Denver’s migrant crisis costs the city $3 million in December


Denver officials estimate that once all outstanding costs are accounted for, the total bill for providing shelter for the thousands of migrants who have arrived in the city from the southern border in December will be $3 million.

At the rate at which the migrants continue to arrive — another 166 came Thursday night into Friday bringing the total number of arrivals since Dec. 9 to nearly 3,000 people, according to the latest city update — there is little reason to believe those costs will shrink significantly in the new year.

“Right now, we’re continuing the posture we are in through the end of January. And that’s what we are planning for as a city,” said Mikayla Ortega, a spokeswoman for the city’s emergency management office.

That means providing emergency shelter, food, toiletries and other essentials for people sleeping in city-owned facilities. Right now, two city rec centers are being used for overnight shelters, one has been set up as a welcome center for new arrivals and another civic building has been designated as an overflow shelter for migrants at least through Sunday, Ortega said. City officials have asked news organizations not to identify the facilities being used out of concern for the safety and privacy of those staying there.

Budgeting for what comes next is nearly impossible.

“The costs associated with it are also an unknown,” Ortega said. ” Until we know how many are going to come and how we can get them to the next stage on their journey, we won’t have a firm answer on that.”

The influx of migrants has overlapped with a string of dangerous winter storms this month that further strained the city’s shelter system. That included a blast of arctic air that required the city to open the Denver Coliseum as an emergency shelter for four days just before Christmas. That arrangement was largely paid for by the American Red Cross, according to the city’s finance department. Not so for the migrant crisis.

The city’s estimated $3 million expenditures cover a handful of broad categories, including staffing, transportation including bus tickets for migrants with destinations outside metro Denver and food, city officials said.

The city has offered positions to more than 100 people to staff its shelters so far, Ortega said. Of those, more than half have accepted. They are classified as temporary employees.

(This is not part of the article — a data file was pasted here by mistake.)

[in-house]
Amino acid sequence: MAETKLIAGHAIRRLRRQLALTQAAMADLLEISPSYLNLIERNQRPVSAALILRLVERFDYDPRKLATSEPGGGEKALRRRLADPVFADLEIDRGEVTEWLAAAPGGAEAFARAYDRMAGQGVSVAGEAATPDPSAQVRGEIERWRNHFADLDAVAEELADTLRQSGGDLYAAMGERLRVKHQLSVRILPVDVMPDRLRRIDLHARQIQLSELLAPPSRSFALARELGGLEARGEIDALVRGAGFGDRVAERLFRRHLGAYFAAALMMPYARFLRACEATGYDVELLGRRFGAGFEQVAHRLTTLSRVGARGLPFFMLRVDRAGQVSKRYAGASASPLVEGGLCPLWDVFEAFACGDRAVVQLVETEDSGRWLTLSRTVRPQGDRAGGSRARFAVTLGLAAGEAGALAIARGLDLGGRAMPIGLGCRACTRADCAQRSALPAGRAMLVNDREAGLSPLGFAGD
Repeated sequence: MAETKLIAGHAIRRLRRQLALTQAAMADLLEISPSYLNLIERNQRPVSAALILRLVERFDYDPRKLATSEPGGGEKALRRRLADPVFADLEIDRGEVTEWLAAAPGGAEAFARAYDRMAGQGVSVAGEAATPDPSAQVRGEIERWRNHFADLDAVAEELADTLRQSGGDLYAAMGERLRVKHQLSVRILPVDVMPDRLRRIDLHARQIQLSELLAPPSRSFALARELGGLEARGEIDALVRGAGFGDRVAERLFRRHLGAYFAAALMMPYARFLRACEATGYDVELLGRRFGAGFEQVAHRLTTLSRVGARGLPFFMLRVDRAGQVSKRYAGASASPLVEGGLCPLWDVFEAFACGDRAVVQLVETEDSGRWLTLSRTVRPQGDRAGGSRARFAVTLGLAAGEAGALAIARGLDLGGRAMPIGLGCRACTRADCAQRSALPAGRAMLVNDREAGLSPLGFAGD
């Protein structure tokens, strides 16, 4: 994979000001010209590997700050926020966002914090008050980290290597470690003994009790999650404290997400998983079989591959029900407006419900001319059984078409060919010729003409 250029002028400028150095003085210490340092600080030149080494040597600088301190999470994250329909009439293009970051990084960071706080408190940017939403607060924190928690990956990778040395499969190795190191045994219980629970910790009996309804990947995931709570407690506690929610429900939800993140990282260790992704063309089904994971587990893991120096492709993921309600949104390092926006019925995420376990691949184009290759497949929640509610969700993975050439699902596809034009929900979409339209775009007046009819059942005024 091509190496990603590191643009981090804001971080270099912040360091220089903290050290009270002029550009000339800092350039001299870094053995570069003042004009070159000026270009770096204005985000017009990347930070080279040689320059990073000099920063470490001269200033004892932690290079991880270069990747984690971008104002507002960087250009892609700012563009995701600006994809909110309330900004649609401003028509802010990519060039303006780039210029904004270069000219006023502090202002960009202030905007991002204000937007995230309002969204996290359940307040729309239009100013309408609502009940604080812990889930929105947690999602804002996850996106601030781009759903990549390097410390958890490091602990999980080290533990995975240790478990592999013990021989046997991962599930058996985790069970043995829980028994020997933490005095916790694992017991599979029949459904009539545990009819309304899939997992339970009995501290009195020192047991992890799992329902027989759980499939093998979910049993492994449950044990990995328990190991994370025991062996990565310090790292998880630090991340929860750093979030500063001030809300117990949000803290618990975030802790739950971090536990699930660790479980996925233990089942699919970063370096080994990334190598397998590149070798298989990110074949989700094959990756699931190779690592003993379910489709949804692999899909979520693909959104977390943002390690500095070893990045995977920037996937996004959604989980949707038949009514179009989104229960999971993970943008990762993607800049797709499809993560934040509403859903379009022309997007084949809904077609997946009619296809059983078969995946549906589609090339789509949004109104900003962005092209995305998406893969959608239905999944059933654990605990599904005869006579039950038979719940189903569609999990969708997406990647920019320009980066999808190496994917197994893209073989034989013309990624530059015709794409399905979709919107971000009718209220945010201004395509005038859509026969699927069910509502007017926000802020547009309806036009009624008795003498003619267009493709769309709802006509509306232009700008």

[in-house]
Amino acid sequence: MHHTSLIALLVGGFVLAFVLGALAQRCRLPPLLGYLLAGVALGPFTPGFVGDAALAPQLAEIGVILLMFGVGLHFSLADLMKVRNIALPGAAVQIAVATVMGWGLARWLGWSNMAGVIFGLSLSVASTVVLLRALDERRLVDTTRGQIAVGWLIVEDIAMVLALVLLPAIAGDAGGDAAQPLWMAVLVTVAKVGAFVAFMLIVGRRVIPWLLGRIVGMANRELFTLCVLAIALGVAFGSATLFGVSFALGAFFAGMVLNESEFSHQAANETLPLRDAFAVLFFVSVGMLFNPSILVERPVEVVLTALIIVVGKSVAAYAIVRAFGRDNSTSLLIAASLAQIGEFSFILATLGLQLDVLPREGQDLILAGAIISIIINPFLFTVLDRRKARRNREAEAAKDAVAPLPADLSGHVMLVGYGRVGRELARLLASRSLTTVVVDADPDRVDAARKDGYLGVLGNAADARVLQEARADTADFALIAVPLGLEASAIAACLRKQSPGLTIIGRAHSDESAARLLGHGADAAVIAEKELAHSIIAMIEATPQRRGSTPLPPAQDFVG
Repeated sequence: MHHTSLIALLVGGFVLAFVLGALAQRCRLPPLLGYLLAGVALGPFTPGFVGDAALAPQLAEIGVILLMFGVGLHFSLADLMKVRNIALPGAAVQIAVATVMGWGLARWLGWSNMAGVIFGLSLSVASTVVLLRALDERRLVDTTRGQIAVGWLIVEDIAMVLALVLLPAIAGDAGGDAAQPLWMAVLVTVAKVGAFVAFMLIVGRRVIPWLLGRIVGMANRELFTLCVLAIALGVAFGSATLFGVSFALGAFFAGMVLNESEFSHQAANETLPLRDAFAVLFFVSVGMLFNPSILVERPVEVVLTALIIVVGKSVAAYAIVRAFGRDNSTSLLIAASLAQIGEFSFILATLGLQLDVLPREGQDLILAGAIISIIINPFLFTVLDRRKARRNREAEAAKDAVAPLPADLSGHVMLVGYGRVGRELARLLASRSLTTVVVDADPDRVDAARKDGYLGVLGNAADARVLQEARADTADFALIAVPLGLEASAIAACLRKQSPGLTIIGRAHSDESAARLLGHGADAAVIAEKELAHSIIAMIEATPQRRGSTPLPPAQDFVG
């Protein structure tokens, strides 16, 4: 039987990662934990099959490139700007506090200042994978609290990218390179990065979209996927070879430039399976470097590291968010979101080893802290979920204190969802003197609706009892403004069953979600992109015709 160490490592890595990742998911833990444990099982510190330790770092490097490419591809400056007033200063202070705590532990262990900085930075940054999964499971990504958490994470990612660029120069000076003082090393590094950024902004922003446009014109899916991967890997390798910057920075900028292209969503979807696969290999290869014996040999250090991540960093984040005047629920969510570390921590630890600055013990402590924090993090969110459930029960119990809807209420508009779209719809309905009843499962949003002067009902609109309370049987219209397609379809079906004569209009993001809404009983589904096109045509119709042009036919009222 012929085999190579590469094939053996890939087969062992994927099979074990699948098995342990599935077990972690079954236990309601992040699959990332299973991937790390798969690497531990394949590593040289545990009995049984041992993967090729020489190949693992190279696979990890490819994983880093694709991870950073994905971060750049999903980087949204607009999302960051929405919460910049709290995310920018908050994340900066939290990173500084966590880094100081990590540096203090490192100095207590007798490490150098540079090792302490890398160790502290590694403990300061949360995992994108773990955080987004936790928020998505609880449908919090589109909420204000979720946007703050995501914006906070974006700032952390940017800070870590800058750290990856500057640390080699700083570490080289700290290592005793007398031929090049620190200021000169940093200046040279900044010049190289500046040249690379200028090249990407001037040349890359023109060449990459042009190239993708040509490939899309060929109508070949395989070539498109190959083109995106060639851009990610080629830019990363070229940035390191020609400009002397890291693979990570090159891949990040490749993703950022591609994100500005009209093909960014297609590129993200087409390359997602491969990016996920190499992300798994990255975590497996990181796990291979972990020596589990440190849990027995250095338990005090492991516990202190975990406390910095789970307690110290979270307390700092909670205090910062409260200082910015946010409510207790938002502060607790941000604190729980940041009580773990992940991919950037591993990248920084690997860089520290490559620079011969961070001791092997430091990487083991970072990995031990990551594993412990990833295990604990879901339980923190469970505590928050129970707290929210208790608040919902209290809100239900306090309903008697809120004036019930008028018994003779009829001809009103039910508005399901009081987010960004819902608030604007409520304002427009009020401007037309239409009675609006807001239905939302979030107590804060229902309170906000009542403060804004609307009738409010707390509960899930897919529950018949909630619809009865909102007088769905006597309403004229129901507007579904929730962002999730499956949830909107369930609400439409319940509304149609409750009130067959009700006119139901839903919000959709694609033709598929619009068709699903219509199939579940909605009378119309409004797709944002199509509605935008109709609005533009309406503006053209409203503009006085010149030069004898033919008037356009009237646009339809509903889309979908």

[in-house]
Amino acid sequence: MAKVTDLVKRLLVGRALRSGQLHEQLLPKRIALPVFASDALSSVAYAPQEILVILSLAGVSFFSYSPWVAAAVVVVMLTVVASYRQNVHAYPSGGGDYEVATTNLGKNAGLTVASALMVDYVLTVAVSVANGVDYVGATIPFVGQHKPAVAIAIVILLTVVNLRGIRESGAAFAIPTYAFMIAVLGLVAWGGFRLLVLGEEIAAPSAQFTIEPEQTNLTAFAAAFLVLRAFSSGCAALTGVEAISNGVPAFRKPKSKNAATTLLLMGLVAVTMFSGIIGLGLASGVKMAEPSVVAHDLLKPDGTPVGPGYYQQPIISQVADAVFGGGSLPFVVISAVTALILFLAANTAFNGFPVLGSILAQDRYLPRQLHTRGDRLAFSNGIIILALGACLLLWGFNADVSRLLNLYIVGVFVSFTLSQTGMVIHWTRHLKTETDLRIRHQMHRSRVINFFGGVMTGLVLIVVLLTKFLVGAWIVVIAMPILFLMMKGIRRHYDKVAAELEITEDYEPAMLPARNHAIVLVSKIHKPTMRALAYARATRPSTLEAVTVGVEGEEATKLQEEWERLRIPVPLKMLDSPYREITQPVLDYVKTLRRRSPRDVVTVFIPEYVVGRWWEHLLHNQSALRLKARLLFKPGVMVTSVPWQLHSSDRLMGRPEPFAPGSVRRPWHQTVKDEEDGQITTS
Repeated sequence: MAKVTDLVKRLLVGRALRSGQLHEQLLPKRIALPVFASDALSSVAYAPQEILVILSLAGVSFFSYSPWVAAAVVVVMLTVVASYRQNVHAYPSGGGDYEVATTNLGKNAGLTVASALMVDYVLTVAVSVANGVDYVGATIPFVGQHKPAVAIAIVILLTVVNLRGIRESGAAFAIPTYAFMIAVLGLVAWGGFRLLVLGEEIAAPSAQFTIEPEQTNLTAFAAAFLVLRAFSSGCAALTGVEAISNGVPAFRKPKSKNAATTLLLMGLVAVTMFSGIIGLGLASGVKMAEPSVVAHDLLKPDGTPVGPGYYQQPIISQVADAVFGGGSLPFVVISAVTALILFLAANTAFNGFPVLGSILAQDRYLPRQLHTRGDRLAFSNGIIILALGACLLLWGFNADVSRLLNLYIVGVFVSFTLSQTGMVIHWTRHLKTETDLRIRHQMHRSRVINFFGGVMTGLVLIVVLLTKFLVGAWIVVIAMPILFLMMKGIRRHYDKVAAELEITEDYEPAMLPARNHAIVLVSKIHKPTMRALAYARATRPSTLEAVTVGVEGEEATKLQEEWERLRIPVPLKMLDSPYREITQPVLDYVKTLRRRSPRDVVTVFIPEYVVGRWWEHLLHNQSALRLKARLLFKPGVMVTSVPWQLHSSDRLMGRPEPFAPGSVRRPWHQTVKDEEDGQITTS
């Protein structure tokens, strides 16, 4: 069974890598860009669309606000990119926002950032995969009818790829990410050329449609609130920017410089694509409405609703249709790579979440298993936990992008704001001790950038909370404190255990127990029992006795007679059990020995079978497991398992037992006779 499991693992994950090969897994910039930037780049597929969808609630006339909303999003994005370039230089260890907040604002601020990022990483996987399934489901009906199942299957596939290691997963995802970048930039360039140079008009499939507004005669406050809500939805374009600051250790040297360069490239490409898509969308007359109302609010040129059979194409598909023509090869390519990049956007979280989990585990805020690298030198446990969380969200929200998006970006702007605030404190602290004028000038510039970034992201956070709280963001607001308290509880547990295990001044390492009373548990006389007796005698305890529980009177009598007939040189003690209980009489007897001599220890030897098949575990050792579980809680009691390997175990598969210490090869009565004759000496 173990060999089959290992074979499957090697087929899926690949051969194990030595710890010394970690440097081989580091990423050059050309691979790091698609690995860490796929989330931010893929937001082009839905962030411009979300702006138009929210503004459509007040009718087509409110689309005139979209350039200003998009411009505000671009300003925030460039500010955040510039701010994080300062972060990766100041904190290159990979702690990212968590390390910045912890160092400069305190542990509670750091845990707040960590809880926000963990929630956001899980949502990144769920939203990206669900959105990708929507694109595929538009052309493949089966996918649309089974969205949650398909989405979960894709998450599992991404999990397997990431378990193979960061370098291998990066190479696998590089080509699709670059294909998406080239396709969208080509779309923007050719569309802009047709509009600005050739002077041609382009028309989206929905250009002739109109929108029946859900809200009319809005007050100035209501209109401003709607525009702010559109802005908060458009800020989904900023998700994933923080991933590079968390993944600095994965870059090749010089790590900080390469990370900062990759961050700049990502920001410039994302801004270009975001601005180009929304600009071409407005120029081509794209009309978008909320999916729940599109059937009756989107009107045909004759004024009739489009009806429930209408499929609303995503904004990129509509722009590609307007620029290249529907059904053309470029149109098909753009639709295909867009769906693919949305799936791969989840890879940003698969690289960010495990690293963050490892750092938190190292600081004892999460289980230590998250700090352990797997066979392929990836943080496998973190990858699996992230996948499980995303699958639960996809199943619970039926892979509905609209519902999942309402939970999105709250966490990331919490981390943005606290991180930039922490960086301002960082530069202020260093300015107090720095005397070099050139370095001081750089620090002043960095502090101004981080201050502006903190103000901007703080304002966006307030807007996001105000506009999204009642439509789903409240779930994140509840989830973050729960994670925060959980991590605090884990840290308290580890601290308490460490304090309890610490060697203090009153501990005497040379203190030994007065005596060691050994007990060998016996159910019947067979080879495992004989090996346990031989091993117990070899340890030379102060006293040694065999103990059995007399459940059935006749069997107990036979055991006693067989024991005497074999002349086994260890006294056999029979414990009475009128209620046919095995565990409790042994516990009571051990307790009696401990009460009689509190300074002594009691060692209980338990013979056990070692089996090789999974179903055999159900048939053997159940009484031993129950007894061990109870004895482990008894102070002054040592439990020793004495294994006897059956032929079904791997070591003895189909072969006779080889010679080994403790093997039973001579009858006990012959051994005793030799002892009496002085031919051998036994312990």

That number will grow. The city is looking to add case workers that would be focused on helping migrants that don’t have destinations outside the city figure out their next steps here.

“We want to help these people directly figure out Plan B … and how we can help them integrate into the country in a longer-term way,” Ortega said.

The city has largely drawn the funding needed for the emergency shelters from its general fund. That is the plan going forward but the city is also hopeful it will get some federal and state relief after Mayor Michael Hancock declared the migrant situation an emergency earlier this month.

The state’s department of local affairs has already agreed to reimburse Denver $1.5 million in expenses but that grant must still go through a City Council process before its approved, officials said. A $2.5 million pot of federal American Rescue Plan Act funding has been set aside to support services for migrants, Ortega said, but the money will be divided up statewide, not go entirely to Denver.

The city is also working as fast as it can to find nonprofit partners or other government entities that can house the migrants both in the short term and long term, Ortega said. Housing between 1,400 and 1,500 people per night in a combination of city-owned facilities and facilities run by partners is viewed as unsustainable. Mayor Hancock described Denver’s network of support as being at its breaking point at a press conference last week.

“We’re looking at any and all options that we possibly can to ensure that there is not a humanitarian crisis on the streets of Denver,” Ortega said.


Source link